We Are #OneForce

one force square share

I’ve been an Army wife for 11 years and during that time my family has PCS’d … Once. I even joke that I married a soldier thinking that I’d get to see the world and instead I got to see … Ft. Bragg.

Every inch of it.

Also, I’ve never lived on post. Not once have I “been assigned housing”. I don’t need a GPS to find my way home. We can paint our walls any color we like and no one complains when our grass is too long. (Well, actually people do complain, but it has no effect on my husband’s career.)

When friends talk about the struggles that come with military life, I know that my family has been lucky in that we don’t have to pack up and start a new life in a new area every two or three years.

Very lucky.

So, no, my military life doesn’t look like yours, but you might want to hold off before snarking that it “must be nice.” Because where my family doesn’t have to deal with things like frequent moving or base housing, we do have to deal with deployments.

In spades.

During our 11 years of marriage my husband has deployed 15 times, for a total of approximately (because they all run together when I try to remember and add them up) 88 months. And forty-two of those months (lest you assume these have all been short, “easy” deployments) were spent in sunny southern Afghanistan.

In other words, we’ve been married for 132 months and he’s only been been home for about 44 of them. I’m no mathlete, but that comes out to two-thirds of our life that he’s missed.

It has not been easy. How’s that for an understatement?

We have three kids.

(Yes, that means I’ve gotten pregnant pretty much every time he’s been home for more than a month. What can I say? He’s hot.)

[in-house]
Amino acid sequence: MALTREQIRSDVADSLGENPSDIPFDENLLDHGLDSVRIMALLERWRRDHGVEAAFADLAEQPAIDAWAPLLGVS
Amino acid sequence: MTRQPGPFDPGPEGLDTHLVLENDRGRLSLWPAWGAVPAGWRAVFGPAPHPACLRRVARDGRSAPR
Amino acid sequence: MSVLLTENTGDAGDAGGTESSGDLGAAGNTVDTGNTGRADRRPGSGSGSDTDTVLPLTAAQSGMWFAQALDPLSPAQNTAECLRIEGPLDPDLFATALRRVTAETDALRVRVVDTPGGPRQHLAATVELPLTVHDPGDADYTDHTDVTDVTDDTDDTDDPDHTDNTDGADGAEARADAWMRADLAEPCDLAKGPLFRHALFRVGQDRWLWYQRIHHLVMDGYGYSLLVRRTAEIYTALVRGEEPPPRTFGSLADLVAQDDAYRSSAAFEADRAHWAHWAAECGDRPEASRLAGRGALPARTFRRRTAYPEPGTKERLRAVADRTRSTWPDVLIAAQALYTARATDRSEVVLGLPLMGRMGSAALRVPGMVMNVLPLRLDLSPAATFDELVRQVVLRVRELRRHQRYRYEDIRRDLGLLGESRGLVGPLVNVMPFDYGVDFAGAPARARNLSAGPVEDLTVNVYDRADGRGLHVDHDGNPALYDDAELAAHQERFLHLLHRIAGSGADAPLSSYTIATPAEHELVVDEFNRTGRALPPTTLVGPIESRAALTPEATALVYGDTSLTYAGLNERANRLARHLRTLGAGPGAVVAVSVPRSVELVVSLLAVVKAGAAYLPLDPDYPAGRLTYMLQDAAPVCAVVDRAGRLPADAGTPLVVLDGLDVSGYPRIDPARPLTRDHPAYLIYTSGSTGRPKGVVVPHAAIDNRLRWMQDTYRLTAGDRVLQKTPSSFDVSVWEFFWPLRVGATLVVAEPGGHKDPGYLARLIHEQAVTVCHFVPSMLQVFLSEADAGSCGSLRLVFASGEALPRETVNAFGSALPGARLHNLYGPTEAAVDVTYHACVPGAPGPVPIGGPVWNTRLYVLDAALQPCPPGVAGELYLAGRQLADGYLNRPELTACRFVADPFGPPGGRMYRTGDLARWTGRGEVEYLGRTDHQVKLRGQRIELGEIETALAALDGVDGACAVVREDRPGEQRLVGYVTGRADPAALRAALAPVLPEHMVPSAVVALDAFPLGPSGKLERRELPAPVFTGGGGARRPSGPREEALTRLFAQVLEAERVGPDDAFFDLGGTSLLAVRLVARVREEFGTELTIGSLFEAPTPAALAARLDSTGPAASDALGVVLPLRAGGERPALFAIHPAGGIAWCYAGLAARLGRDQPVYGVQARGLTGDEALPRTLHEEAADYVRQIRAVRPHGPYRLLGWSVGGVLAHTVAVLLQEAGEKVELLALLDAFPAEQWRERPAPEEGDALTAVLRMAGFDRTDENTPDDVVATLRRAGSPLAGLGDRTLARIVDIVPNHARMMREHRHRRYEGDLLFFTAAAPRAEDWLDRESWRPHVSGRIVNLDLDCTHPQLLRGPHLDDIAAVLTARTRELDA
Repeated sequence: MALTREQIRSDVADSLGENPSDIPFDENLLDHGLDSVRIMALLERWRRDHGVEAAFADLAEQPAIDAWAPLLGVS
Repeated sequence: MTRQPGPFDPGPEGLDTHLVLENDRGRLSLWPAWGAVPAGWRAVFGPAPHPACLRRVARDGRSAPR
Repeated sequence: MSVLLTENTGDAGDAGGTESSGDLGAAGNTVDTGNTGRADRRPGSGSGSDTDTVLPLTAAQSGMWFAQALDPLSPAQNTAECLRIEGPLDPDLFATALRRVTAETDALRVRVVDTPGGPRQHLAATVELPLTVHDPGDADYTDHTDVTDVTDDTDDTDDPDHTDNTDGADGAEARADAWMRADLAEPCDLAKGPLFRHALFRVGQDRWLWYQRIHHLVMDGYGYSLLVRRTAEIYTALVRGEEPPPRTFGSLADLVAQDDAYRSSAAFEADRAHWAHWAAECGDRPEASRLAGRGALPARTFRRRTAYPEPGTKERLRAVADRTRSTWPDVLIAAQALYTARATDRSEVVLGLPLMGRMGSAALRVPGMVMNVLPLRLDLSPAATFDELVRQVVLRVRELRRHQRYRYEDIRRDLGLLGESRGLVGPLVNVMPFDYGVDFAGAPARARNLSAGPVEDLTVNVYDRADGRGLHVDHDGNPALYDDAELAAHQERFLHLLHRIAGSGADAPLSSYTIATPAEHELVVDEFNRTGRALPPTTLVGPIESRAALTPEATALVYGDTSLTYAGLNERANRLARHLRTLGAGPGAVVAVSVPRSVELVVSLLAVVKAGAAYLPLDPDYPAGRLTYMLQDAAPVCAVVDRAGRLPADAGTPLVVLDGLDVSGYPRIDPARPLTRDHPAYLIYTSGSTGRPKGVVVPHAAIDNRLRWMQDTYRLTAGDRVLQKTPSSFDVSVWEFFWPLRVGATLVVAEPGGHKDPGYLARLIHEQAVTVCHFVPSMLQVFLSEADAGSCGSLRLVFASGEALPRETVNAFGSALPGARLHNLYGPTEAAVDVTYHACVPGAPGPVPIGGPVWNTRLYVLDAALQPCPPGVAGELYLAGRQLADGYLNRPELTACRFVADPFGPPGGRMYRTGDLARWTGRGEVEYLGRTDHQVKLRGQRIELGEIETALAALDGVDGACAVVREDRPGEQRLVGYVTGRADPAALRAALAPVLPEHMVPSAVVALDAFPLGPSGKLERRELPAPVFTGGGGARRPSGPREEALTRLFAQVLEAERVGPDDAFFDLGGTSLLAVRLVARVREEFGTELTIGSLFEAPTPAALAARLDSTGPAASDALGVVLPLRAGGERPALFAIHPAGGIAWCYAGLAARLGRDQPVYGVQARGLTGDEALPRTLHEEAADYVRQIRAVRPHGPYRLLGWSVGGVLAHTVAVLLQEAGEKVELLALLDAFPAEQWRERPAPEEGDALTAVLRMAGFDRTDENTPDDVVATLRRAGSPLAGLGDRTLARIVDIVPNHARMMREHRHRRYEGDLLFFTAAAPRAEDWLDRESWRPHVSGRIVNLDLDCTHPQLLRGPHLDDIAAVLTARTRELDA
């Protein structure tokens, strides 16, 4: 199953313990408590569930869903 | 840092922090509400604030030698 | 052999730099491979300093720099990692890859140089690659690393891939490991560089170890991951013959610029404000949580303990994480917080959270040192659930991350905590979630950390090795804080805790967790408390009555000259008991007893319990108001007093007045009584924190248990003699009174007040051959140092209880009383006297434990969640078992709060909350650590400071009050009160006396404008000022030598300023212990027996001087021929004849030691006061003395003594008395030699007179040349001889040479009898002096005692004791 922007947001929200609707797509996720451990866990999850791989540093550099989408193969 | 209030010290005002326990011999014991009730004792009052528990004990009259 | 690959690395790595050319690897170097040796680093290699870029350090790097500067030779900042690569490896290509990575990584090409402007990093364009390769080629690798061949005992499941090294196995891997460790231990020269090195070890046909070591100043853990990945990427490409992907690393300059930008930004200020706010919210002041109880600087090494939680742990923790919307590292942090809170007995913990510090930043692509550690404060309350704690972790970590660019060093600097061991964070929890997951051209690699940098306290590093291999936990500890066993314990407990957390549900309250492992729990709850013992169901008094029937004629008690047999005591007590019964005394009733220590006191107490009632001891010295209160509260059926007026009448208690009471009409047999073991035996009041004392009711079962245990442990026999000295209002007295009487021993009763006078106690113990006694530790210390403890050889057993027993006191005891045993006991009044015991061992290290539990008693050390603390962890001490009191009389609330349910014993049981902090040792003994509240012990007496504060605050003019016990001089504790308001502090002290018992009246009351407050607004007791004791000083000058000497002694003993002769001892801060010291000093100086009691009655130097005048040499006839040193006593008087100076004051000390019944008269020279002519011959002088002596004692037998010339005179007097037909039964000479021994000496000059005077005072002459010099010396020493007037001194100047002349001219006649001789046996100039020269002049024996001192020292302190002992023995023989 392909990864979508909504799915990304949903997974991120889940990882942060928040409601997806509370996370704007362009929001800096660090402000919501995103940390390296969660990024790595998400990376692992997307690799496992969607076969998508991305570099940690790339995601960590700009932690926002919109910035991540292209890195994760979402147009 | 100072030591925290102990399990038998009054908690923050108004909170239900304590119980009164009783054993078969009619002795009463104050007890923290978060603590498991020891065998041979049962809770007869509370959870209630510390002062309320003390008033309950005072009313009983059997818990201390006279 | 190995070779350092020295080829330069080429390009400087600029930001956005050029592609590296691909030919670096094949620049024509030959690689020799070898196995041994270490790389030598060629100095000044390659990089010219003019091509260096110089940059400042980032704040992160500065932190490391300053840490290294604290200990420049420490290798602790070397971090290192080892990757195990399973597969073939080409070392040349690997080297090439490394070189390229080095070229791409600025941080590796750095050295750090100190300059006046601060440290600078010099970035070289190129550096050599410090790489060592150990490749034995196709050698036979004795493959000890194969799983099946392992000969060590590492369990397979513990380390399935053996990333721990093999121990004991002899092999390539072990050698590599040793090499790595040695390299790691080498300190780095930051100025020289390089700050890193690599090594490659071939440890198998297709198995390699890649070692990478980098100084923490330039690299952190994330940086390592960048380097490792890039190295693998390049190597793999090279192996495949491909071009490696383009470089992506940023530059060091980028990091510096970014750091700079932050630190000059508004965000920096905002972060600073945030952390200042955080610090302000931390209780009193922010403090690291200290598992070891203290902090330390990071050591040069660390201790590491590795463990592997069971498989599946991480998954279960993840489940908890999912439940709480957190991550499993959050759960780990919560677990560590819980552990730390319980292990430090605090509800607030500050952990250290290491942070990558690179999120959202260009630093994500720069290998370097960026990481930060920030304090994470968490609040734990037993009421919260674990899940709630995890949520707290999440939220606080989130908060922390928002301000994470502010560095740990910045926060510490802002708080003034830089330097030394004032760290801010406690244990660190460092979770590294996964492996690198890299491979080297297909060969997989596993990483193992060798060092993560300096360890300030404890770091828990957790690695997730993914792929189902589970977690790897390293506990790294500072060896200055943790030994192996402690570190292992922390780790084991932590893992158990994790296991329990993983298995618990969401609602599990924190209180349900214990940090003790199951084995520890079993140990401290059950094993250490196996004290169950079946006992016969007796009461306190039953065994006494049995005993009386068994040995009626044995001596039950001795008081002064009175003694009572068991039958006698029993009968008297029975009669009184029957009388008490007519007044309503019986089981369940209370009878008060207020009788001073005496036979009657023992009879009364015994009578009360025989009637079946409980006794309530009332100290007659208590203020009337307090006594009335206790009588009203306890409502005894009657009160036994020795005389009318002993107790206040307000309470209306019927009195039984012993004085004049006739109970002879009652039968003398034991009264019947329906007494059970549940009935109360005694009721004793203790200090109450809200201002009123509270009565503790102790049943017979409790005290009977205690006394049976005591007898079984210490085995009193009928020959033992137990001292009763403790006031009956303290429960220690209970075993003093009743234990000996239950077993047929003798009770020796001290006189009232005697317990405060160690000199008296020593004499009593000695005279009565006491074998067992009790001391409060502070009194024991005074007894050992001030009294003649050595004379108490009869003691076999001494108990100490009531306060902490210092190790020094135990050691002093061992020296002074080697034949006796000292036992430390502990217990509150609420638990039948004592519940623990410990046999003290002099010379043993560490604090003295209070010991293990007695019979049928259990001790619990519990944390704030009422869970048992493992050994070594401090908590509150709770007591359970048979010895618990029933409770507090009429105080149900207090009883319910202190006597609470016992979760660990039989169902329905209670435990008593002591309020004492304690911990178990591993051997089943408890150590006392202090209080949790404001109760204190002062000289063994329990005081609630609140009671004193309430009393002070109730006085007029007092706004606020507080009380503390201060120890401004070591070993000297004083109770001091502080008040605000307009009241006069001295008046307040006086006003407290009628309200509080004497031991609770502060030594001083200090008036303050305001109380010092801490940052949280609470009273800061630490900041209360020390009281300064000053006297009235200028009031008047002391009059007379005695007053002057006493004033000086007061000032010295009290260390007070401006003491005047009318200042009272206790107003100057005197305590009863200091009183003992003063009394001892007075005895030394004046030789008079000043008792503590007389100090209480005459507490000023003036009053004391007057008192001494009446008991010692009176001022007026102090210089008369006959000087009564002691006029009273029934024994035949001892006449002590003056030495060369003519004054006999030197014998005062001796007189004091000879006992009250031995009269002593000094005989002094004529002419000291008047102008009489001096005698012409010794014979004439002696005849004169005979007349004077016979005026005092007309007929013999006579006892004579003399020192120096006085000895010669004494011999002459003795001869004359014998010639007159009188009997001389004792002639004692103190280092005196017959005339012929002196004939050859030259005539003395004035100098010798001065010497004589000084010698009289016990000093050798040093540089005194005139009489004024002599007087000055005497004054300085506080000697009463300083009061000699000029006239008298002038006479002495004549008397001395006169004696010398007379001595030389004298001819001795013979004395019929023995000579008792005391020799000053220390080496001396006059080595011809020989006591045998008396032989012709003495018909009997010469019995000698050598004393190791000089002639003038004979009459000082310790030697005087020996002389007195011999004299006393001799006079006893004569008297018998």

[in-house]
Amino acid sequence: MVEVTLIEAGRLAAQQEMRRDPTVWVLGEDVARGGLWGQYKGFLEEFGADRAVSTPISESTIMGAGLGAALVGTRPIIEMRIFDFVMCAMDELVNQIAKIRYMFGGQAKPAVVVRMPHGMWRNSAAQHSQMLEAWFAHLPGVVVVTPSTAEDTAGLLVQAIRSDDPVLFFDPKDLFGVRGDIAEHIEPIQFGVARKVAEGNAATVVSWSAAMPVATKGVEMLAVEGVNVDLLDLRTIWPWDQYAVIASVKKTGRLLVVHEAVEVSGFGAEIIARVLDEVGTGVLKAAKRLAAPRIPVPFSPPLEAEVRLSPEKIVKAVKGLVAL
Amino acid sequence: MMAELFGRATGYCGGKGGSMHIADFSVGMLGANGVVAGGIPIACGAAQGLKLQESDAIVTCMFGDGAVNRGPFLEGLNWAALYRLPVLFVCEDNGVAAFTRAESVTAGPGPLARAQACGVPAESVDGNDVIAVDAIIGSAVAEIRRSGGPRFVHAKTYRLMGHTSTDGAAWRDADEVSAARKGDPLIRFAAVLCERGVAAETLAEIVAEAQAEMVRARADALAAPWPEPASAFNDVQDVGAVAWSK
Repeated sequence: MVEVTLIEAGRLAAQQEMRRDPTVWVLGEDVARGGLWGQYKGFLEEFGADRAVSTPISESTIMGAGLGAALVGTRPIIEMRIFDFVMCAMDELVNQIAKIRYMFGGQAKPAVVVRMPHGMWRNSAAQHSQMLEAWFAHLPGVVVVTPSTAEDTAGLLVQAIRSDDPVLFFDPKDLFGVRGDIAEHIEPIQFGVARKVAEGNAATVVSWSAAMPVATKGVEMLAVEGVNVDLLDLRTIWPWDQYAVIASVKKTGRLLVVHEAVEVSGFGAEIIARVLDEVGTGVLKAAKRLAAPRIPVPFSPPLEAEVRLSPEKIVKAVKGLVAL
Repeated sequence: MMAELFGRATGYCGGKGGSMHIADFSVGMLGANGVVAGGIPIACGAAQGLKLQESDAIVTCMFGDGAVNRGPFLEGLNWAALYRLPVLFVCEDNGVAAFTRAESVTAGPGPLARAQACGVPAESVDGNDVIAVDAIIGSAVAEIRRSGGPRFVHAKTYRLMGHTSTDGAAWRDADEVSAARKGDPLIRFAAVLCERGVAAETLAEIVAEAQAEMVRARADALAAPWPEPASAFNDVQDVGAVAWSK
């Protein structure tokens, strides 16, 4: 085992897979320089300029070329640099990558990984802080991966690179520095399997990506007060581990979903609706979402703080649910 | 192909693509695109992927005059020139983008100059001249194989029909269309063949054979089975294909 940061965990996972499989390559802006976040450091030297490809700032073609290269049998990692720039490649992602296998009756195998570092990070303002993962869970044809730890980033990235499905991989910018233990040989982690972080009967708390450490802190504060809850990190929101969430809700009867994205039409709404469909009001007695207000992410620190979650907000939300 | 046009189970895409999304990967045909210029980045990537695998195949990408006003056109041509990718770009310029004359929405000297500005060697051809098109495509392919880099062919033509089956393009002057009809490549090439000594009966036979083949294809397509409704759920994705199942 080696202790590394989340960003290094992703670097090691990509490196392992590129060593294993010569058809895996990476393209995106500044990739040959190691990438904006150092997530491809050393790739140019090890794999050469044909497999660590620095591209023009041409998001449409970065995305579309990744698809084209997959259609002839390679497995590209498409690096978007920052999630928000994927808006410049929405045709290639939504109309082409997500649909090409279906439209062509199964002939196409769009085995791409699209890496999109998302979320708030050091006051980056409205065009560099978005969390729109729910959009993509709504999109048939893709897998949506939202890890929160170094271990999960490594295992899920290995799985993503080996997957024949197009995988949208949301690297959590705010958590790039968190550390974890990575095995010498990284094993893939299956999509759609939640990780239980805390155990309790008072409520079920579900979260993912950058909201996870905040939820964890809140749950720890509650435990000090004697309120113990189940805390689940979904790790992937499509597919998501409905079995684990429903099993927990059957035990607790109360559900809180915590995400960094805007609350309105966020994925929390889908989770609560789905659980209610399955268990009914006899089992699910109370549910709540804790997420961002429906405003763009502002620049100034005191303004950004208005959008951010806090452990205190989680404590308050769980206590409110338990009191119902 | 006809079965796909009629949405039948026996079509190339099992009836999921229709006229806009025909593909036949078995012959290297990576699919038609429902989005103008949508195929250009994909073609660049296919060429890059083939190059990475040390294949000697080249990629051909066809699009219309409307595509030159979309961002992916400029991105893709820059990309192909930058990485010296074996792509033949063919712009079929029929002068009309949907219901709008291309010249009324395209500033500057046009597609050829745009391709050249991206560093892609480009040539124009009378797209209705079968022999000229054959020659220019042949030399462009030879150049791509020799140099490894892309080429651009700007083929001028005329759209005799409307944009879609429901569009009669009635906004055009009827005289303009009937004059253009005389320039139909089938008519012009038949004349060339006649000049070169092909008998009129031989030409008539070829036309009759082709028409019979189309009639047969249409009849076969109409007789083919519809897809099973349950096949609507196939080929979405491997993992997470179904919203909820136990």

Life has happened. And more often than not, I have not had my soulmate here to help when life has happened to me.

But I have had my military family.

Without fail, my military community has rallied around me because everyone understands that deployments suck. No one questions that my family needs help. No one argues that my load isn’t heavy. Everyone gets it.

That’s why I’ll fight to keep the Commissaries open, and fight for resources to make PCSing easier, and fight for help for military families with special needs kids, and fight all the other fights that only affect a portion — but not the whole — of the military community. I’ll take up all those other fights that don’t have much to do with me because — even though I rarely shop in the Commissary, we don’t PCS and my kids don’t have special needs — I know that these issues are important to others in the community.

Military life is hard, and it’s hard for pretty much all of us, but it’s hard in different ways.

At least we’ve got each other. We are united in being the tiniest percentage of people in American history to serve and sacrifice during war time.

We are #OneForce.

One military family.

My struggles are yours, your struggles are mine. And we — this whole, huge, diverse, far-flung family — will only survive the catastrophic cuts that Congress seems determined to inflict upon us if we unite our voices and stand up for each other.

You don’t use the Commissary? Great. Me neither. But we have brothers and sisters who can’t feed their families without standing in a queue and hearing “Next Please”.

You don’t PCS? Me neither. But we have people who move every two or three years and desperately need all the help they can get to make their lives more normal.

Your kids don’t have special needs? Neither do mine. Join me in offering up some prayers of gratitude for that, and then lets look for ways to ease the hardships of others.

The war is ending and so are deployments for your family? Awesome. I am truly happy for you. Guess what? They’re not ending for mine. I’m still going to need your support.

I’ve got your back.

You’ve got mine.

We are #OneForce. Let’s act like it.

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